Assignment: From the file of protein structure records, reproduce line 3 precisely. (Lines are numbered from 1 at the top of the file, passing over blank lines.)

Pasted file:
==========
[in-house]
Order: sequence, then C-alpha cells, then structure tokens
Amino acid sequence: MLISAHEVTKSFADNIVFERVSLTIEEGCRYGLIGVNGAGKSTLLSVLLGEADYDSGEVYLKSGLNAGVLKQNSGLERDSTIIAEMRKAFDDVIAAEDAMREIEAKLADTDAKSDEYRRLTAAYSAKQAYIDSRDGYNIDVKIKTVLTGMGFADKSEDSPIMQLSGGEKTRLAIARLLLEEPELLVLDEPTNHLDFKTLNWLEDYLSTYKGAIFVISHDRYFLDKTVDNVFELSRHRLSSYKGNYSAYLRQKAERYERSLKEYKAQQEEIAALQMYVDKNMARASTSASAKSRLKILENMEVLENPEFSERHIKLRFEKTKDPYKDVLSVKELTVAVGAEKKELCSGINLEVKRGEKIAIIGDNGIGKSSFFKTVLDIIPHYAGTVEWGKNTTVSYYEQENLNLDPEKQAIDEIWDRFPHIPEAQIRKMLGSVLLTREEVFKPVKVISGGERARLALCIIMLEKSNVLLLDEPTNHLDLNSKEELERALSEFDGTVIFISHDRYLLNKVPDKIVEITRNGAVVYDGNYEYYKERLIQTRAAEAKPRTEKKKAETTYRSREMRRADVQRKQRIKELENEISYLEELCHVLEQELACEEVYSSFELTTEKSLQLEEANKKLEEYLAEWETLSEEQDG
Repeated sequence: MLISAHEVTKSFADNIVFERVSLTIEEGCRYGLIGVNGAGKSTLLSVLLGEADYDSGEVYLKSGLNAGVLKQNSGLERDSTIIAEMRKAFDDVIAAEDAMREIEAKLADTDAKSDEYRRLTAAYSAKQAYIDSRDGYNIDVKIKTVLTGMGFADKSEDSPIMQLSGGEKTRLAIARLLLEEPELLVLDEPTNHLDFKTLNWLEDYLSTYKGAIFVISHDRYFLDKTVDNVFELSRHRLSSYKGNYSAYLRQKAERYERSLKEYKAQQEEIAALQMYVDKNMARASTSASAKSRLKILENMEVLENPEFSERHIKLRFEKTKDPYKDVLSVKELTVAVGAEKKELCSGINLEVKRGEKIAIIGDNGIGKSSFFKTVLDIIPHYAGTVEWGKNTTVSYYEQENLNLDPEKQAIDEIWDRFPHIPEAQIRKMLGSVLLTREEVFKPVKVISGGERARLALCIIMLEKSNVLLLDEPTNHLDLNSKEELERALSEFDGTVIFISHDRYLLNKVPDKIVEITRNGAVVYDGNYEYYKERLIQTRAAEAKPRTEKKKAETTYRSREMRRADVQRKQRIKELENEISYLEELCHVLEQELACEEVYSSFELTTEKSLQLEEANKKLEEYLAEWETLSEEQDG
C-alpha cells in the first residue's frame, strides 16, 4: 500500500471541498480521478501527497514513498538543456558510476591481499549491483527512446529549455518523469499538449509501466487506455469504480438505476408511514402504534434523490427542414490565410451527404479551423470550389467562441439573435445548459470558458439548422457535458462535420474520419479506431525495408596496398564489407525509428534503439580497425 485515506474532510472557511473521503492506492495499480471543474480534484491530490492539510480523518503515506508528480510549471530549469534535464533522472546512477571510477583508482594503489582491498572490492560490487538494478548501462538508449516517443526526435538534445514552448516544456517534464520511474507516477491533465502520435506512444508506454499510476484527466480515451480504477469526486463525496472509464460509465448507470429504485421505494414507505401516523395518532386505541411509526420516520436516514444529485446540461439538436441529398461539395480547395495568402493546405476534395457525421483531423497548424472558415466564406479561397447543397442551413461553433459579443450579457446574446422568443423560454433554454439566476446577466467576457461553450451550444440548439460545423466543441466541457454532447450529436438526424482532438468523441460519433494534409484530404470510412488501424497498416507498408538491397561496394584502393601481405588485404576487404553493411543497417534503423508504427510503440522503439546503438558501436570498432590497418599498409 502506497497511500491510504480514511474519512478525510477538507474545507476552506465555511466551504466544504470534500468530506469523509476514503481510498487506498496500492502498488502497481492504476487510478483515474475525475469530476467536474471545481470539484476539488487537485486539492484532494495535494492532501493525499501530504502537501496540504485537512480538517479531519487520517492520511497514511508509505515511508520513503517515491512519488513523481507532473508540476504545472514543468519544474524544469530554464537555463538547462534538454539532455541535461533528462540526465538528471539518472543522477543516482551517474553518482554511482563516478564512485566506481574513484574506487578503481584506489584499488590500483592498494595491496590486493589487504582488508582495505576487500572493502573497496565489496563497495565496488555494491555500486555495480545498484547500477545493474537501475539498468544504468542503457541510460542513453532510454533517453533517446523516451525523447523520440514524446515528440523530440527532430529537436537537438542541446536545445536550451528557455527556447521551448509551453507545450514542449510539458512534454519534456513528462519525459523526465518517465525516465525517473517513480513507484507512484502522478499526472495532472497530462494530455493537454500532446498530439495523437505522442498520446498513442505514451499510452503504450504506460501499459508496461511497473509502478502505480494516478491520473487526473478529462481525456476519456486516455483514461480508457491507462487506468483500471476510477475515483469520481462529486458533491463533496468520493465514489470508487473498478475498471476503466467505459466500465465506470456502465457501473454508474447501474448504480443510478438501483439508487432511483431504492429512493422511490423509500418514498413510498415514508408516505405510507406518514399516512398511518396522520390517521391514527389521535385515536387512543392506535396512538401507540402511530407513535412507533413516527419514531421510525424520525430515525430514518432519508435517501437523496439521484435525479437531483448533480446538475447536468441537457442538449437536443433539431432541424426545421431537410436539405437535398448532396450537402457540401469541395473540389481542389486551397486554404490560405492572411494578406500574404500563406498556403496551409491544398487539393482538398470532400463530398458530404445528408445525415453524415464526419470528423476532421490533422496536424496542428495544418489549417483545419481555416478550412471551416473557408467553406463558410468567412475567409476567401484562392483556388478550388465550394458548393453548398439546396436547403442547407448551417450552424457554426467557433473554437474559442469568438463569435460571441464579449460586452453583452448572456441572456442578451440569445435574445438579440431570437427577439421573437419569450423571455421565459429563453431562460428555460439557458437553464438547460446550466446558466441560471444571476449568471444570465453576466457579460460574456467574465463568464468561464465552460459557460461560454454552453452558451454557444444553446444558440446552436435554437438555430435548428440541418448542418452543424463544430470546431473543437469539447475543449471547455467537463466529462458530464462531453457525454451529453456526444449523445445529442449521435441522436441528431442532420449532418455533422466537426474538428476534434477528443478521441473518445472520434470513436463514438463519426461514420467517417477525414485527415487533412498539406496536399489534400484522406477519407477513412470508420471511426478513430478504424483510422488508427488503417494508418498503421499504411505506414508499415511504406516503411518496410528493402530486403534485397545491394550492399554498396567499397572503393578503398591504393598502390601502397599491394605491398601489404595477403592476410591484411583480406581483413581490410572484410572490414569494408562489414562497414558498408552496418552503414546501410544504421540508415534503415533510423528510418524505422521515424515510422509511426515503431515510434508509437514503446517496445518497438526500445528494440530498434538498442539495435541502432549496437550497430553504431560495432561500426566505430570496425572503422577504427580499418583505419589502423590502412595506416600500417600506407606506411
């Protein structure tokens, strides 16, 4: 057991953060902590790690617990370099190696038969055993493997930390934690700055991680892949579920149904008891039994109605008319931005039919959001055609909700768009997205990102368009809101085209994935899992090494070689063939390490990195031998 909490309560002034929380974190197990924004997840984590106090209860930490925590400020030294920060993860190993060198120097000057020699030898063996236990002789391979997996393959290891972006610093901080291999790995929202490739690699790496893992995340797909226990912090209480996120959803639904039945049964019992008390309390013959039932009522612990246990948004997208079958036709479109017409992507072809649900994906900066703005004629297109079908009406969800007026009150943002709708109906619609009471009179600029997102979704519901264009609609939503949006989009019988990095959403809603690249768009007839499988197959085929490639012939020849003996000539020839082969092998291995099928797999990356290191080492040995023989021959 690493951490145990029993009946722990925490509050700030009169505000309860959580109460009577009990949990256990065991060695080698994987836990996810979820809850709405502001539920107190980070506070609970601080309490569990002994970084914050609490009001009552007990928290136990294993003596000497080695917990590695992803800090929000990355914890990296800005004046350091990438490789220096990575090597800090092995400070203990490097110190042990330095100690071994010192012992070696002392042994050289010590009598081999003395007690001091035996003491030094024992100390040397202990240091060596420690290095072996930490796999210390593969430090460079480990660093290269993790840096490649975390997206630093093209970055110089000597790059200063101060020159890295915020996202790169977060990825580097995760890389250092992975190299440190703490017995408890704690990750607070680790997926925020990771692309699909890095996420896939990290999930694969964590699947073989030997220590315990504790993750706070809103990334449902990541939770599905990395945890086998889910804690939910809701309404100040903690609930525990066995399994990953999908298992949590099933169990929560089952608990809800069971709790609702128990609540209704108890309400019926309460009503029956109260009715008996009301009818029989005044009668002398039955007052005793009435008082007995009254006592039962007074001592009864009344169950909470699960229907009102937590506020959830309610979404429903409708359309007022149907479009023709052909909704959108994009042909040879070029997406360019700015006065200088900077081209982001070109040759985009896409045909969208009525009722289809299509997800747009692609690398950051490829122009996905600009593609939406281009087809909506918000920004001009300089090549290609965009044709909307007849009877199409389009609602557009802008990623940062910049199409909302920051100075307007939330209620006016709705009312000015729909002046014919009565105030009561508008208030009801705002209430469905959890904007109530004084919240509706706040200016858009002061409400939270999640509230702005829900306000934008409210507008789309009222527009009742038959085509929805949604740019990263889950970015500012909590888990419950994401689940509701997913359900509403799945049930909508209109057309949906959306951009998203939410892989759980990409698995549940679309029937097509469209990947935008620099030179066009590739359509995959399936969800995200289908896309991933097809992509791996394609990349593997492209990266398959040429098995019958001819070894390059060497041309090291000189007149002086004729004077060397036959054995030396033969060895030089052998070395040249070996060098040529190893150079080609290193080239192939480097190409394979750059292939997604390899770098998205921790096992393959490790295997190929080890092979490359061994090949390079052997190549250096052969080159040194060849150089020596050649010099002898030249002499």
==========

Amino acid sequence: MLISAHEVTKSFADNIVFERVSLTIEEGCRYGLIGVNGAGKSTLLSVLLGEADYDSGEVYLKSGLNAGVLKQNSGLERDSTIIAEMRKAFDDVIAAEDAMREIEAKLADTDAKSDEYRRLTAAYSAKQAYIDSRDGYNIDVKIKTVLTGMGFADKSEDSPIMQLSGGEKTRLAIARLLLEEPELLVLDEPTNHLDFKTLNWLEDYLSTYKGAIFVISHDRYFLDKTVDNVFELSRHRLSSYKGNYSAYLRQKAERYERSLKEYKAQQEEIAALQMYVDKNMARASTSASAKSRLKILENMEVLENPEFSERHIKLRFEKTKDPYKDVLSVKELTVAVGAEKKELCSGINLEVKRGEKIAIIGDNGIGKSSFFKTVLDIIPHYAGTVEWGKNTTVSYYEQENLNLDPEKQAIDEIWDRFPHIPEAQIRKMLGSVLLTREEVFKPVKVISGGERARLALCIIMLEKSNVLLLDEPTNHLDLNSKEELERALSEFDGTVIFISHDRYLLNKVPDKIVEITRNGAVVYDGNYEYYKERLIQTRAAEAKPRTEKKKAETTYRSREMRRADVQRKQRIKELENEISYLEELCHVLEQELACEEVYSSFELTTEKSLQLEEANKKLEEYLAEWETLSEEQDG